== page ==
Was reading the latest issue of Elektor and an article on converting a PSU for use by a Pi - here is the schematic
Unfortunately the article is not really complete on the design, so I was enjoying filling in the blanks
it seems odd to me that the schematic capture’s symbol library has the body diode on the SI2318CD but not on the 2N7002 - checking the data sheet for each, the manufacturer includes the body diode in their symbol. But im also struggling to find a good reason for using two different models here, rather than consolidate to a single part
it’s not clear from the writeup, but SV14 is a programming header i do believe
no idea what SV1 is for, but as a pin header it seems like shorting Vcc and Ground is a real possibility… i have actually read the code and this doesn’t seem to be used at all; PB3 is only mentioned as RX for debug UART (but TX is on PB5)
My assumption is X4 is for power only, and X3/X2 would allow for externally powered USB devices (connect X2 to the pi, and a disk drive or something to X3)… wonder what would happen if you connected X3 to the pi where Vbus is powered
note: found the original schematic (even though it was in last months elektor, the design is from 2019!)
Seems awfully complex for what it does. I find it a bit odd to use a microcontroller to control an ATX PSU and a pretty old one to boot. The newer ATTinys are simpler to program via UPDI and could even be programmed from the PI (there appears to be a PI connection for that, btw) to make it easier to build/manufacture. IIRC, the older programming interface was proprietary. The newer one, UPDI, is well documented and simple. Yes, SV14 is the old style ATTiny programming header. SV1 was probably for an external input with power, maybe for a sensor. +5V in the middle means no reverse polarity if plugged in backwards.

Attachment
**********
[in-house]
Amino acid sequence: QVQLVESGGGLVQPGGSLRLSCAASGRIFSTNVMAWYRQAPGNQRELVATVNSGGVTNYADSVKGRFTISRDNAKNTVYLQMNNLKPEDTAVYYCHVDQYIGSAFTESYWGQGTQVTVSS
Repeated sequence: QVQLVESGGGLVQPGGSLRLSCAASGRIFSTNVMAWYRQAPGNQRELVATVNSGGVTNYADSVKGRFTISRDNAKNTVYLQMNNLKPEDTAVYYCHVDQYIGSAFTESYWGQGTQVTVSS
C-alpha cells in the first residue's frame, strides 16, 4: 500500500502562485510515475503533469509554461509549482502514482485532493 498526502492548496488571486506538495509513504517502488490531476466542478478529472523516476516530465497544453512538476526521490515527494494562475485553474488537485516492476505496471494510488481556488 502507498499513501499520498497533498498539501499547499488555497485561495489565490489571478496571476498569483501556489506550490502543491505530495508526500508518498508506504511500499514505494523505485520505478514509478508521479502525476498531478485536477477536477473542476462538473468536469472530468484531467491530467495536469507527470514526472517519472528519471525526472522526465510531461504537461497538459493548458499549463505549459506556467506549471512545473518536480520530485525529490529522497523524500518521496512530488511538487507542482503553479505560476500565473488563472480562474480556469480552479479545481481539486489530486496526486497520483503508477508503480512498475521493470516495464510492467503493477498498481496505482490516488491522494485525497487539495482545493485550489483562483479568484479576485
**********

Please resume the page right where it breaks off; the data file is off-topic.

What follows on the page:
SV1 appears to be support for plugging in some kind of RF serial receiver. The pull-down is good practice to prevent stray noise input. I’ve had the misfortune of building a device one time where the input floated when the device was not connected via USB, resulting in spurious bytes due to noise which then shut the unit down!
cheers @phil_from_seattle and @ToyBuilder - i agree it seems overly complex; but now I’ve looked at it a few times I wonder if they were looking at including possibility for future capability that never made it, was removed or was for debgging… but ok, then good, i’m making progress in reverse engineering
@kvk yes, you are absolutely right, I had misread the datasheets; the 2n7002 is handling milliamps where as the SI2318CDS will handle 5 Amps which makes sense as the SI2318CDS is controlling a fan whereas the 2n700s is just soft-controlling the ATX power-on/off signal from a GPIO on the ATTiny. Having said that I reckon it would be possible to replace the 2N7002 with a second SI2318CDS? clearly the SI2318CDS is able to be driven from a GPIO - but this would be at the cost of power consumption… so trading BOM simplicity for power consumption… in a hand assembled, one-off the reduced power consumption would be good…
but what I do find fascinating is why the 2N7002 schematic symbol is missing the body diode… a minor thing I guess?